Proposed Combustible Dust Legislation H.R. 691,Worker Protection Against Combustible Dust Explosions and Fires Act of 2013. Presentation
illustrates relationship of proposed combustible dust bill with OSHA
regulations. Approximately 40% of the requirements are mirrored from content in
the OSHA Fire Prevention Plan 1910.39 in addition to approximately 50%
of content analogous to OSHA's Process Safety Management 1910.119 regulations.
Many of the NFPA combustible dust standards also include elements of Process Safety Management (PSM) such as management of change (MOC), accident investigations, contractor training, etc. Additionally elements in the requirements of the proposed bill include: Hazard Assessment 1910.132, Hazard Communication (HazCom) 1910.1200, Process Safety Management (PSM) 1910.119, Lock-out/Tag-out (LOTO)1910.147, and Hot Work 190.252.
The proposed reintroduced legislation fails to address in the "findings" the importance of training, education, outreach, inspections, and enforcement at the local jurisdictional level with the I-Codes such as the International Building Code and International Fire Code which reference the NFPA combustible dust standards. There exponentially more local building and fire inspectors conducting plan review, permit approval, and inspections than the limited resources of OSHA inspectors working out of distant area offices. Fires can never be effectively regulated at the federal level since fire prevention and protection is a local issue. A cohesive collaboration between local, state, and federal agencies would be a equitable solution in addressing the contentious and complex subject of combustible dust fire and explosion hazards in H-2 High-Hazard occupancies which appear to many as benign deflagration hazards with the continued occurrence of "near misses" throughout all sectors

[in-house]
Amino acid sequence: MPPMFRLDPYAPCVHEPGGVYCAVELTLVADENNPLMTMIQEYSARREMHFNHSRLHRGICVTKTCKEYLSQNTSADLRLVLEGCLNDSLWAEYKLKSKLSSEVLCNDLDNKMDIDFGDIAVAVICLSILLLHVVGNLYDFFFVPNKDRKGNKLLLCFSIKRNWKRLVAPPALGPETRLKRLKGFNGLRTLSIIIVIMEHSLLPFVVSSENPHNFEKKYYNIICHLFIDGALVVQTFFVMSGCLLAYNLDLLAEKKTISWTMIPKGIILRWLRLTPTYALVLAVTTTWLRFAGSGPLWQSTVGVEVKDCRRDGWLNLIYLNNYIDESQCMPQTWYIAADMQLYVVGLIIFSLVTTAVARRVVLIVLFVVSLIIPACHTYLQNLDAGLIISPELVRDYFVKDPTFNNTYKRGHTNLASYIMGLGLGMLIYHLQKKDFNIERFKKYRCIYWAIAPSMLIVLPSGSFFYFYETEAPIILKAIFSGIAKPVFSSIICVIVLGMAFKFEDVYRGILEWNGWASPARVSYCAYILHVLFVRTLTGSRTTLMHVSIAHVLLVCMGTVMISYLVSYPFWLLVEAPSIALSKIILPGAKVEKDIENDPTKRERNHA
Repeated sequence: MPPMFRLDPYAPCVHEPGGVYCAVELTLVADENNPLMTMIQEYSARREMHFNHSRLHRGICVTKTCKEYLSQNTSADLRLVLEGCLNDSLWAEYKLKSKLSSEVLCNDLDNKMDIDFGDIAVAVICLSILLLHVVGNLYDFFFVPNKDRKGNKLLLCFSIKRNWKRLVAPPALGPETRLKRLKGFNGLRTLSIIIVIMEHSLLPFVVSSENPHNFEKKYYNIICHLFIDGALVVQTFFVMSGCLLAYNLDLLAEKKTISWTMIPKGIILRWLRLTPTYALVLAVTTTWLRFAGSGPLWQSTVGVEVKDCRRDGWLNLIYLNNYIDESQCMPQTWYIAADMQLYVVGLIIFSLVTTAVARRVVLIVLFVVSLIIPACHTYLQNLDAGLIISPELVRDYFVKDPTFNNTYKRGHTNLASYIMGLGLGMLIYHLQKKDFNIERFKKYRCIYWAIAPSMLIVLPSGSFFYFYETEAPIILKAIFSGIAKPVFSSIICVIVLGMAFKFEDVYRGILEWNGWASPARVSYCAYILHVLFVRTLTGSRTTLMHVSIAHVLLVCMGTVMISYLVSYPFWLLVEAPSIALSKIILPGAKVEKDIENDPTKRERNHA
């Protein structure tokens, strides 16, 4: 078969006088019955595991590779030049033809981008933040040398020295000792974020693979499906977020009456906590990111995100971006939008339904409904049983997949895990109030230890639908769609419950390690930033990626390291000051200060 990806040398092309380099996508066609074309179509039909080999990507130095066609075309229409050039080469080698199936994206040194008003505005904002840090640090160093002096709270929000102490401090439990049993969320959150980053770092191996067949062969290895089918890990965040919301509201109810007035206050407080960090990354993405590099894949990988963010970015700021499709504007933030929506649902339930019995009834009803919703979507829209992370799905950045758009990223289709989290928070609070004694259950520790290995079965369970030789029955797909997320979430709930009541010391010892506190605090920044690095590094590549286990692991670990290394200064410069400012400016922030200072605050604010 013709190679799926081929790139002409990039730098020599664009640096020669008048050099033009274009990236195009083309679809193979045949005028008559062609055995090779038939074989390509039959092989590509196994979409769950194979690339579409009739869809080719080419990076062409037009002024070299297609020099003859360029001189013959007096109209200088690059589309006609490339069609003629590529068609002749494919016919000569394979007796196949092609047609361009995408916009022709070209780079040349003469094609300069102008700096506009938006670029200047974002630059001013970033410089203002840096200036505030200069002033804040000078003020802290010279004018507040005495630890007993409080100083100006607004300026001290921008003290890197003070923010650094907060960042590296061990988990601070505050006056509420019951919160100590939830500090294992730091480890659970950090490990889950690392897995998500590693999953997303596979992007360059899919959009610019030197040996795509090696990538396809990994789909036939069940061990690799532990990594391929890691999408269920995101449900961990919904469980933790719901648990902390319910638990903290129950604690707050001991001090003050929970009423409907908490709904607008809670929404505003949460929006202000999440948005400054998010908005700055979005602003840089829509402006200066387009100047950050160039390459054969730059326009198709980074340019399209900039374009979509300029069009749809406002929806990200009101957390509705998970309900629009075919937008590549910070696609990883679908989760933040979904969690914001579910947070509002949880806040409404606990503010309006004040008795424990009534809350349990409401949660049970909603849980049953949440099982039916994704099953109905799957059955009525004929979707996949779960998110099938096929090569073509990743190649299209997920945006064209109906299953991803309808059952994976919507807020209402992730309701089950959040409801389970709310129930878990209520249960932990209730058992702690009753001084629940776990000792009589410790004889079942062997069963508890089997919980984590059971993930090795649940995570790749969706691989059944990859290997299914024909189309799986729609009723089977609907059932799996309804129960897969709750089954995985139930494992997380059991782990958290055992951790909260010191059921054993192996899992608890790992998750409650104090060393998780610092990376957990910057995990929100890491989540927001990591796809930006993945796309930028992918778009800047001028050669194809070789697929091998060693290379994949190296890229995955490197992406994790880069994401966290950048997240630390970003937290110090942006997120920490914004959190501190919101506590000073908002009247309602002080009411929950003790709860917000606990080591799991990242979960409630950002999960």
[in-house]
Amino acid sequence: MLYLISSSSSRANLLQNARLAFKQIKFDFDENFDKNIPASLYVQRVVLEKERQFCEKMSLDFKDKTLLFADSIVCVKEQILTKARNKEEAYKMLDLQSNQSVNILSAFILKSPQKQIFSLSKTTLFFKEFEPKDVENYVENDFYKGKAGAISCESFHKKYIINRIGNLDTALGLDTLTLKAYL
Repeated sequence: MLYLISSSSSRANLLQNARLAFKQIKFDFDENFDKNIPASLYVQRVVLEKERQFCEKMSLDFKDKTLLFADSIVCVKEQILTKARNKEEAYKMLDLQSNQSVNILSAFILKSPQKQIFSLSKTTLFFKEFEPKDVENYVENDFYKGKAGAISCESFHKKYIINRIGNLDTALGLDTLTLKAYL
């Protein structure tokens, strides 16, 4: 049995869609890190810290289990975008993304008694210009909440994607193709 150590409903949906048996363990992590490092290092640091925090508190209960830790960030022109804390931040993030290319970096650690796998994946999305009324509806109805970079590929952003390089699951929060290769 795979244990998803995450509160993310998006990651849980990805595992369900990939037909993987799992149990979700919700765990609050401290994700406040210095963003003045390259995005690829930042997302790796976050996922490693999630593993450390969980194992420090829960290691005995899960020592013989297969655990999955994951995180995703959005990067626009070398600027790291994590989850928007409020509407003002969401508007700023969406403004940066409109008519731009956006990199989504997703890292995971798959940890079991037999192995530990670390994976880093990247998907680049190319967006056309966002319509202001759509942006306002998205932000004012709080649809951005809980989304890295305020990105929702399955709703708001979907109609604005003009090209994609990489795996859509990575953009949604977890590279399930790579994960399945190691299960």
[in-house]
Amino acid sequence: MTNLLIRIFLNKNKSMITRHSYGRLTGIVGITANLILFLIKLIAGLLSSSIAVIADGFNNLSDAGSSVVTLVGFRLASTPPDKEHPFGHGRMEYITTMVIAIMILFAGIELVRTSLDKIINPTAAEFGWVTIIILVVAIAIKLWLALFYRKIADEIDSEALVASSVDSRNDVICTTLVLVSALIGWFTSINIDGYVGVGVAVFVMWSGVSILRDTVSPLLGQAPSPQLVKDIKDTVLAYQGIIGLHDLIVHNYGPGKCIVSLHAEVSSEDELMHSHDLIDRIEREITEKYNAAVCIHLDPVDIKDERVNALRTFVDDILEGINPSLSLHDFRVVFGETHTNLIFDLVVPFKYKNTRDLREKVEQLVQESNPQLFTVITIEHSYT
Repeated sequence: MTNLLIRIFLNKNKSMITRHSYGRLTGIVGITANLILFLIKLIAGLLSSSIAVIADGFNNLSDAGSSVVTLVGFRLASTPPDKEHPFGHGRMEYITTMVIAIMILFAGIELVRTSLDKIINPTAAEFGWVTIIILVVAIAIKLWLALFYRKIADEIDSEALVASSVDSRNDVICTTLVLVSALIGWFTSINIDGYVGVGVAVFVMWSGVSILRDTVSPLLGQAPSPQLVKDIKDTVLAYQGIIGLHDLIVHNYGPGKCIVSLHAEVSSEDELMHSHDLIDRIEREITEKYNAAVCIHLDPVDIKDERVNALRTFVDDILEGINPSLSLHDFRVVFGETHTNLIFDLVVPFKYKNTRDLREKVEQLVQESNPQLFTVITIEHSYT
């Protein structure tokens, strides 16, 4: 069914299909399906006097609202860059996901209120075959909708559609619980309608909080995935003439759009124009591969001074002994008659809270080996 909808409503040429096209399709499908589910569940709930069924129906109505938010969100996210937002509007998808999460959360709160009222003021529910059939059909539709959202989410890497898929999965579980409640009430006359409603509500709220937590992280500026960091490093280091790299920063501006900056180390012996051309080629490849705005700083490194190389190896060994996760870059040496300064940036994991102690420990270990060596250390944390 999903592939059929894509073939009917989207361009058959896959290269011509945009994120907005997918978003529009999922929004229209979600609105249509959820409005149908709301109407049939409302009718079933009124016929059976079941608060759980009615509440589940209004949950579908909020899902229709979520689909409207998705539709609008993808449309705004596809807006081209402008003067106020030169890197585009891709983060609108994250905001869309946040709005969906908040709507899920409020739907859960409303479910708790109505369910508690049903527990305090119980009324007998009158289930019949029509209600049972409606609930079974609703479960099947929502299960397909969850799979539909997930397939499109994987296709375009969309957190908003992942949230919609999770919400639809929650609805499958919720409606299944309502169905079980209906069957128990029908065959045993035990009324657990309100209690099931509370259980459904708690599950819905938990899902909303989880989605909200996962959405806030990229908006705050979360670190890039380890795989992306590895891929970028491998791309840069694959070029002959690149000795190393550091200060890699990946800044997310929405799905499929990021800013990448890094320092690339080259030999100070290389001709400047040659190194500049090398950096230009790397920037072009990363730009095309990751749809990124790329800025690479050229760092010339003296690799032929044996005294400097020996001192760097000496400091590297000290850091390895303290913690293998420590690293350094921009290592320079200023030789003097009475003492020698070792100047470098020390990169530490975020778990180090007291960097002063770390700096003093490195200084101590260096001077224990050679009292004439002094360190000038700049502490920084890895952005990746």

YouTube video on slide #2 is Representative George Miller (D), Chairman of the Education and Labor Committee, making a statement during floor debate on HR 5522, the Worker Protection Against Combustible Dust Explosions and Fires Act, on April 30, 2008. The bill passed in the House of Representatives April 30, 2008, 6:56 p.m. with a 247/165 simple majority vote but was never passed by the Senate.